For surgical treatment of advanced gastric cancer, gastrectomy with D2 lymphadenectomy is recommended as a standard procedure in major guidelines because D2 lymphadenectomy results in better patient survival than D1 lymphadenectomy [7–11]. Thus, for studies that evaluate the surgical treatment results of advanced gastric cancer, complete D2 lymphadenectomy is a mandatory procedure. However, D2 dissection is known to be a technically challenging surgical procedure and dissection quality and completeness varies among surgeons. The actual extent of D2 lymphadenectomy varies among surgeons because there remains a lack of consensus on the anatomical definition of appropriate lymph node dissection extent reflected in ambiguous definitions with the published documentation . Despite great efforts to enhance quality control in a previous study that compared D1 versus D2 lymph node dissection, inadequate removal of lymph node station(s) for complete D2 lymphadenectomy, i.e., the non-compliance rate, was reported to be 81.0% . Considering the high rate of inadequate D2 lymphadenectomy in open surgery, even worse results would be anticipated in laparoscopic surgery because of its increased technical difficulty. To get accurate results in clinical trials of laparoscopic and open D2 lymphadenectomy for advanced gastric cancer, only surgeons who can perform exact D2 lymphadenectomy should participate, to ensure objective comparisons.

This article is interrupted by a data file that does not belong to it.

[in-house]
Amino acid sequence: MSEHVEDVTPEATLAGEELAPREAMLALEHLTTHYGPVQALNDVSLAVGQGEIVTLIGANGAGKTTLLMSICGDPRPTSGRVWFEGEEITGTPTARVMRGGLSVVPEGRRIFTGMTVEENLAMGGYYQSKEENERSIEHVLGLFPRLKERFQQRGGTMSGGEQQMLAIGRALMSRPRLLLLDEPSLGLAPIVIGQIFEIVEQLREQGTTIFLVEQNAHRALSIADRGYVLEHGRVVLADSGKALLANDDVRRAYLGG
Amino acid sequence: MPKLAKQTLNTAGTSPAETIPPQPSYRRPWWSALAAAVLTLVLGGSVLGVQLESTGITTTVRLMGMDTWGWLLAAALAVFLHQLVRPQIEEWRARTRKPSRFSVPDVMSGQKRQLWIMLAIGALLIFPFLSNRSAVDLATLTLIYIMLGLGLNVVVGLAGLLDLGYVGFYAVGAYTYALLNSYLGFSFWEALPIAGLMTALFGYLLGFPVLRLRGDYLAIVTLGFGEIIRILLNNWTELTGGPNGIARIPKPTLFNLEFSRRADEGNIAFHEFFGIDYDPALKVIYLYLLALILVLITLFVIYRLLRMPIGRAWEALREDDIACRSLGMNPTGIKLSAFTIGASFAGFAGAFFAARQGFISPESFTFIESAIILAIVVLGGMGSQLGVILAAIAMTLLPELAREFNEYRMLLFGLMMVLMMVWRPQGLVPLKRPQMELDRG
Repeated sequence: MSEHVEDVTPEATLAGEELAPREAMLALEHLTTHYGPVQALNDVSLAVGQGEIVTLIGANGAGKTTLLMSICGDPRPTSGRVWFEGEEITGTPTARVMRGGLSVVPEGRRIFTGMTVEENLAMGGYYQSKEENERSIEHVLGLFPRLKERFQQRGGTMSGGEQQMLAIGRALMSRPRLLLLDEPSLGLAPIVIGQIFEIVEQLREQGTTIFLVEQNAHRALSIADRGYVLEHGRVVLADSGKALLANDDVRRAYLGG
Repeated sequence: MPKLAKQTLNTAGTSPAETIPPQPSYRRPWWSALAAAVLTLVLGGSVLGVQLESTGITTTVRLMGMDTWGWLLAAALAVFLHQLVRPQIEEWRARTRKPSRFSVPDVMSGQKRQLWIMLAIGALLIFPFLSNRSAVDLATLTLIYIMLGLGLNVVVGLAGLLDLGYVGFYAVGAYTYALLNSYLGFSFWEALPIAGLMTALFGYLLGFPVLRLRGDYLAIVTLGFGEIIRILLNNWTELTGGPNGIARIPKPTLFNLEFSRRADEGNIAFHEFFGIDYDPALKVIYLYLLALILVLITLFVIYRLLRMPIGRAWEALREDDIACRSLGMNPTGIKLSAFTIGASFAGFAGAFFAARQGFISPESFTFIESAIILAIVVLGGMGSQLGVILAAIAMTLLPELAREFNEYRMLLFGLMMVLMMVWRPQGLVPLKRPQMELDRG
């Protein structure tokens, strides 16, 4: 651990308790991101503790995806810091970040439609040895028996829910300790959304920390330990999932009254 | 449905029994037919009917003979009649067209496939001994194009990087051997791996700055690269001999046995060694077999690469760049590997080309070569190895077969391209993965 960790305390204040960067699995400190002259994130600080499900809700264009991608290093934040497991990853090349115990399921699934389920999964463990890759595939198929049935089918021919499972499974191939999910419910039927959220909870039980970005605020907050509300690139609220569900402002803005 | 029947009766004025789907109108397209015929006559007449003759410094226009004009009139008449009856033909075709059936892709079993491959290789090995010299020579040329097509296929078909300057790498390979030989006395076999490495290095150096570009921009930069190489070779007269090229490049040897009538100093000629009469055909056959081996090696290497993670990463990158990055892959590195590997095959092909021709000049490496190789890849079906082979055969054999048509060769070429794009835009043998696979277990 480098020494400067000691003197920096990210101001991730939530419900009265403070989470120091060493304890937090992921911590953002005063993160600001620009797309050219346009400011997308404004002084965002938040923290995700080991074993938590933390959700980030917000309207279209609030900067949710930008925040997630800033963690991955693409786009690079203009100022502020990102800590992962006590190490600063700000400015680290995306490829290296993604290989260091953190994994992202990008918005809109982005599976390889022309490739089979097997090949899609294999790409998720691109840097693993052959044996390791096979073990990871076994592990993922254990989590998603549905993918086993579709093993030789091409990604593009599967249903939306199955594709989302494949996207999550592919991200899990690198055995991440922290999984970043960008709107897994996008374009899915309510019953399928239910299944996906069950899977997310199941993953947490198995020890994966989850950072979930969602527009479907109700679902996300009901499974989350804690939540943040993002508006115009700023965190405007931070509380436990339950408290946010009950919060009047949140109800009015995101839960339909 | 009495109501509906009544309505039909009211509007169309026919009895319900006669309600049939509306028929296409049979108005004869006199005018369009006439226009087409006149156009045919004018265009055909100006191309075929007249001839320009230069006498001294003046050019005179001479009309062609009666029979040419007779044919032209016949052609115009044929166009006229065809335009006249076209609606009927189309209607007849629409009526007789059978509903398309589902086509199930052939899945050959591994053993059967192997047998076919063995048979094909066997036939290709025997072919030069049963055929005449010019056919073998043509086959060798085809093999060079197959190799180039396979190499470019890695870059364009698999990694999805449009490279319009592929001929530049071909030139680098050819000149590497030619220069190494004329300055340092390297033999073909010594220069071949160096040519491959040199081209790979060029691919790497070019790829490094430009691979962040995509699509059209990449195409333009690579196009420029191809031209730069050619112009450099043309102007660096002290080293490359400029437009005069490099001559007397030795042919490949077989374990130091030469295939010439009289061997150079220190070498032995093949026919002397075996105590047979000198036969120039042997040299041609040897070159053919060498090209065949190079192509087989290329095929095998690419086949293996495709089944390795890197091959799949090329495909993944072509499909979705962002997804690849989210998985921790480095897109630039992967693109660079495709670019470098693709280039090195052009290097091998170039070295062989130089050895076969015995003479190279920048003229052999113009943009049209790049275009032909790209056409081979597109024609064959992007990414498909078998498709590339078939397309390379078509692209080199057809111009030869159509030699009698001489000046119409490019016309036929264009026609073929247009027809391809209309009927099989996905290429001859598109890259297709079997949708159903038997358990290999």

As far as we know, there has been no system to objectively evaluate the gastrectomy procedure focused on D2 lymphadenectomy quality. Furthermore, no study has yet attempted to standardize D2 lymphadenectomy during laparoscopic or open gastrectomy for clinical trials. Therefore, a tool that can assess the surgical proficiency and quality of lymphadenectomy is necessary. Herein, we report the development of a new surgical standardization and quality control system for assessing D2 lymphadenectomy. We intend to use this system to optimize our planned randomized prospective clinical trial to compare laparoscopic D2 lymphadenectomy with open D2 lymphadenectomy (KLASS-02-RCT, NCT01456598), to clarify the surgical feasibility and oncological safety of laparoscopic gastrectomy for advanced gastric cancer. Before initiating the prospective RCT, we conducted this quality control study (KLASS-02-QC, NCT01283893) to make a consensus for D2 lymphadenectomy and to qualify surgeons that can perform both laparoscopic and open D2 gastrectomy.
To qualify the surgeons participating in the clinical trial (KLASS-02-RCT), which will compare laparoscopic versus open gastrectomy, with D2 lymphadenectomy.
1) To determine the feasibility of surgical standardization based on evaluation criteria for completeness of D2 lymphadenectomy; 2) To evaluate potential surgical proficiency improvement due to the review process; and 3) To assess potential relationships among the rated score, surgeon professional background, and the perioperative surgical outcomes of the patients whose operations were recorded.
The role of the data center is to recruit participating surgeons and reviewers; to get signed non-disclosure agreements and completed questionnaires of recruited surgeons (Additional file 2: Table S2) and reviewers (Additional file 3: Table S3); to support video recording services for open gastrectomy cases; to blind the information regarding the patients, surgeons, and reviewers; to distribute submitted surgical videos; to collect reviewer assessments of surgical videos; and to disseminate committee decisions on the surgeons that are selected for participation in the subsequent RCT.